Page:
The start was relatively leisurely for such a potentially big day, and we left the midgies at 9.15am and headed West, past White Bridge, and onto the bridge crossing the Eidart for the first break. From there, the descent into Glen Feshie was superb, with a mixture of narrow path and pleasant land rover track - it truely is a beautiful glen. A quick stop at Ruigh-aiteachain bothy, and we picked our way down Glen Feshie to Achlean and the start of the road. This felt really fast in contrast to what we had done. Turning off the road about a mile north of Feshiebridge (at "The Gamekeeper's Cottage"), we followed some tracks hoping to pass another bothy on our way to Loch an Eilein. Innevitably, we missed a turning, and ended up at Loch Gamhna, but this worked out well, as the path along the side of the loch was great, and if anything, was shorter. From Loch and Eilein, we followed the signposted route across the Cairngorm Club Footbridge and onto Loch Morlich for our planned pit stop at the cafe by the campsite.
They had pies, cake, tea, coke, ice cream, and as a result, so did we. In fact, it was so good, that I threw caution to the wind, and spent not just the one, but both emergency fivers. It was quite difficult to get going again. With the two thirds of the distance done, we were faced with the uphill bit, and the roughest riding. By now it was 4pm before we got going through the Ryvoan Pass and onto the bridge where Bynack Stable used to be. Then it was the uphill. Alan cycled more of it than me, but I still gave it a go. With the long term aim of making it back in one piece, I walked bits to speed up the ascent to almost 800m on the shoulder of Bynack Mor. The path was definitely rough going in places, but it wasn't as bad as we were expecting, and arrived at the Fords of Avon refuge at 6.30pm.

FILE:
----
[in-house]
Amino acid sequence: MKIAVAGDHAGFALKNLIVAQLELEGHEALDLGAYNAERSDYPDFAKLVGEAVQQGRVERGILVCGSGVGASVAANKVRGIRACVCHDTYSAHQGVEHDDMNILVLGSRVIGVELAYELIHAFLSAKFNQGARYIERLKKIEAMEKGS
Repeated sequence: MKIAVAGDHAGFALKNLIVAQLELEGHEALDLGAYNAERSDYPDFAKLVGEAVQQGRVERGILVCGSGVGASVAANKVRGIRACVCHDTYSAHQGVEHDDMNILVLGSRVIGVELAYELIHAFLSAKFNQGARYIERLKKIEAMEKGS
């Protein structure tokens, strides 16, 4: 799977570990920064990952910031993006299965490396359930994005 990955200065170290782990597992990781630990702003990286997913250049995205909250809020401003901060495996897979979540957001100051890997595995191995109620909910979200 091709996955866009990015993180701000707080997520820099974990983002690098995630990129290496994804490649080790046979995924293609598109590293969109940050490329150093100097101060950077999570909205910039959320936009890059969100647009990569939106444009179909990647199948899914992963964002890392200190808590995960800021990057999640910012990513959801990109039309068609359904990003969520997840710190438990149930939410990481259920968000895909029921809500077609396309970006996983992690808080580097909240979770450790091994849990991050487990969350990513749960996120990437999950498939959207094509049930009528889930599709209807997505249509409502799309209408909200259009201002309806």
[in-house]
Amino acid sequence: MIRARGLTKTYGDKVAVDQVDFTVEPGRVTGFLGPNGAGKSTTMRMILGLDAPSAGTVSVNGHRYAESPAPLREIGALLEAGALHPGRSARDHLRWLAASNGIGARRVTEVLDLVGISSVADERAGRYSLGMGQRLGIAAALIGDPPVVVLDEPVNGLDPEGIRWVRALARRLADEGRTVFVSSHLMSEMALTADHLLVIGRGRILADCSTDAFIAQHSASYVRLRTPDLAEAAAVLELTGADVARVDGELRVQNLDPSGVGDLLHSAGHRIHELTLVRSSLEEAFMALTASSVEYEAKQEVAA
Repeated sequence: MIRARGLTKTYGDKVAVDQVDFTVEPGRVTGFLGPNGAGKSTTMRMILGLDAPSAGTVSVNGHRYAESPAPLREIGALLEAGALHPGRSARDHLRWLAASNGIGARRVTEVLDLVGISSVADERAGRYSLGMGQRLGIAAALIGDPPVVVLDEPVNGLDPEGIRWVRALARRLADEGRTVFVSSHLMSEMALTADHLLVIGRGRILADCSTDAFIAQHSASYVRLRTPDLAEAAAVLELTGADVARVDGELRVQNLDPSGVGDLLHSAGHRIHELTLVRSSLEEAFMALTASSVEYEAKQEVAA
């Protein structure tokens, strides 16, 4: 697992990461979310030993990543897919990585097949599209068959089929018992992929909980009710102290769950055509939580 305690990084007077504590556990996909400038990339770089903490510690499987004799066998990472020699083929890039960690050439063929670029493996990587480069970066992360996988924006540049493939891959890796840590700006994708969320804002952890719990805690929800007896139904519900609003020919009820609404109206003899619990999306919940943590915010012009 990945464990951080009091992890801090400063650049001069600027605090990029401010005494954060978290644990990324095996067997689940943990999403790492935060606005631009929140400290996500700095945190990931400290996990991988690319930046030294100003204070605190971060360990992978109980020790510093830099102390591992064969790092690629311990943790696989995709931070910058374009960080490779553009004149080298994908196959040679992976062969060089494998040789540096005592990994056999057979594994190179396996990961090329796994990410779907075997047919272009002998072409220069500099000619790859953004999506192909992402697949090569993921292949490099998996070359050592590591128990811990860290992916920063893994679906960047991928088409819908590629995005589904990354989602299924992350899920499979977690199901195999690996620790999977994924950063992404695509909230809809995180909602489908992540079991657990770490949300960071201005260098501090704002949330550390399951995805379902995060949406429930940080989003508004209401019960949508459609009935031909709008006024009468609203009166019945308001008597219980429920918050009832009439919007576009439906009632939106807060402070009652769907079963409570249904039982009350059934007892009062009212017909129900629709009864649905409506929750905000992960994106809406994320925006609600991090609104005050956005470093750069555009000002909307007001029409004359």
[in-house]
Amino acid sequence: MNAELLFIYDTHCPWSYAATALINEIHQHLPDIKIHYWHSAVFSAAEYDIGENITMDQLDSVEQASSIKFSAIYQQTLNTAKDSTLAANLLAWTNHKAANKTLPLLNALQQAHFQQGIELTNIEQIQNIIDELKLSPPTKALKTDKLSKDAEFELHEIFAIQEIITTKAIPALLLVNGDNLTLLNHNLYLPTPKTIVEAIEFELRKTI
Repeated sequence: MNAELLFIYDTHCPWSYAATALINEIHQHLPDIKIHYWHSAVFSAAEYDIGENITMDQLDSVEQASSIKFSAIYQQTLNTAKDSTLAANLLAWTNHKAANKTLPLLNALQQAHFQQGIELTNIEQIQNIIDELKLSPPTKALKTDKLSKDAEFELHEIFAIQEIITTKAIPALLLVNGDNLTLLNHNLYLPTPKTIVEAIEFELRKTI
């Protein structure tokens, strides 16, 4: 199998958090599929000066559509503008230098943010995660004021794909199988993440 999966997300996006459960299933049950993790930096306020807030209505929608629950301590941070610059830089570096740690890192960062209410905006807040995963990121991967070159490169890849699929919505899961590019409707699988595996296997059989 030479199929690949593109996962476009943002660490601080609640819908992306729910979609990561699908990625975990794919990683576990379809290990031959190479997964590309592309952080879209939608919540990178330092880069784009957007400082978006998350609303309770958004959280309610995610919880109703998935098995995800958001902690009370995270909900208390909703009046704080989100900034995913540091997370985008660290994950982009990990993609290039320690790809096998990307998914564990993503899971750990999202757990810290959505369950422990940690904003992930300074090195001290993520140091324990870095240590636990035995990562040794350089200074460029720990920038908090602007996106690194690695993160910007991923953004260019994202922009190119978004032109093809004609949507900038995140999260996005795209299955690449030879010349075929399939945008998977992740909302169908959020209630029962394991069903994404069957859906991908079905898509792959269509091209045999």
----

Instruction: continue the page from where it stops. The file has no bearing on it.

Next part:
The light was quite obviously on it's way out, and after a reasonable break, we pushed on. To be fair, it's quite accurate, as there was quite a lot of pushing to the top of the Lairig an Laoigh. This was the roughest section of the day. At the pass, it was getting dull, but this was it, we were over the last of the climbs, and the path was good from here on in. Just had to get on with it and not get any punctures. We stayed on the East side of the Derry Burn all the way to Derry Lodge, passing a surprised walker in the gloom. I realised I was getting tired by now when the songs in my head were innadvertantly leaking out my mouth without me realising! As we descended to Derry, the air was thick with midgies. I have to say that I have never experienced anything like it. Despite the near darkness, we must have been tanking along 20mph+, yet I was getting bitten by midgies. I could barely see as they were getting in my eyes as we did the last few kilometres to Linn of Dee, and I had to keep my gob shut, and not just because of the dodgy singing.
Arriving back at the car at 8.45pm, 11 and a half hours after leaving, we frantically stuffed the bikes on the rack and jumped in the car, stopping in Braemar to sort ourselves out. It was a superb day, and not as much of a trial as I thought it may have been. I think it was in the region of 55 miles, with 1400m of ascent (and descent!). Very nearly the whole route is on the 1:25000 OS Outdoor Leisure map, which is handy. You should be able to see the route in the map below
Sunday was remarkable as well, due to the fact that I could walk, so we went for a jaunt up Lochnagar. We witnessed a rockfall from the Eagle Ridge area while sitting at the col, although at first I thought it was from Eagle Buttress. After heading round, a rescue helicopter appeared, and it seemed that all was not well. I am forever in awe of the skill and bravery shown by the crews of these aircraft, and this was only enhanced today as we watched the pilot guide the helicopter very close to Eagle Ridge, lower a crewmember, and take one of the injured climbers off. There was a strong southerly wind, and despite getting some shelter, there was obviously some buffeting of the helicopter. It's incredible how they can keep it in the one place. I wish the injured climbers a speedy recovery.